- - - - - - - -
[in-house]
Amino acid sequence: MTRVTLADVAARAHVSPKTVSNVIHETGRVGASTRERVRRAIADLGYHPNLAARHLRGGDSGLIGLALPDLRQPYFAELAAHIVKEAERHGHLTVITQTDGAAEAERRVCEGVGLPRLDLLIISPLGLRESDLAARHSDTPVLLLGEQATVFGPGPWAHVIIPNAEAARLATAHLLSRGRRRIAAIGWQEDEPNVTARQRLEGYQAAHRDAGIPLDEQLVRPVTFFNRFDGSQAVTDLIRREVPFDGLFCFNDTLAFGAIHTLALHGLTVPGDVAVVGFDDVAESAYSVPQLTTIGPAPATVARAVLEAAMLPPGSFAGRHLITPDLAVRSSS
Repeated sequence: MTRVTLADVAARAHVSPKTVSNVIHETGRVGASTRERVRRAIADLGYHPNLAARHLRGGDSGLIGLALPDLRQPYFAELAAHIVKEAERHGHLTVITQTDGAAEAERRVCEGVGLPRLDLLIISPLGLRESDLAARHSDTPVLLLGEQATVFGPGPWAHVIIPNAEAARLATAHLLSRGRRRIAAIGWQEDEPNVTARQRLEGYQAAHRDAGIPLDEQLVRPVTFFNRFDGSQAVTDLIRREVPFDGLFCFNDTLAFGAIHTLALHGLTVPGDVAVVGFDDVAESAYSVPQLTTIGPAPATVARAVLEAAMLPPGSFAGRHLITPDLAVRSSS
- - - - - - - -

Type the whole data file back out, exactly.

[in-house]
Amino acid sequence: MTRVTLADVAARAHVSPKTVSNVIHETGRVGASTRERVRRAIADLGYHPNLAARHLRGGDSGLIGLALPDLRQPYFAELAAHIVKEAERHGHLTVITQTDGAAEAERRVCEGVGLPRLDLLIISPLGLRESDLAARHSDTPVLLLGEQATVFGPGPWAHVIIPNAEAARLATAHLLSRGRRRIAAIGWQEDEPNVTARQRLEGYQAAHRDAGIPLDEQLVRPVTFFNRFDGSQAVTDLIRREVPFDGLFCFNDTLAFGAIHTLALHGLTVPGDVAVVGFDDVAESAYSVPQLTTIGPAPATVARAVLEAAMLPPGSFAGRHLITPDLAVRSSS
Repeated sequence: MTRVTLADVAARAHVSPKTVSNVIHETGRVGASTRERVRRAIADLGYHPNLAARHLRGGDSGLIGLALPDLRQPYFAELAAHIVKEAERHGHLTVITQTDGAAEAERRVCEGVGLPRLDLLIISPLGLRESDLAARHSDTPVLLLGEQATVFGPGPWAHVIIPNAEAARLATAHLLSRGRRRIAAIGWQEDEPNVTARQRLEGYQAAHRDAGIPLDEQLVRPVTFFNRFDGSQAVTDLIRREVPFDGLFCFNDTLAFGAIHTLALHGLTVPGDVAVVGFDDVAESAYSVPQLTTIGPAPATVARAVLEAAMLPPGSFAGRHLITPDLAVRSSS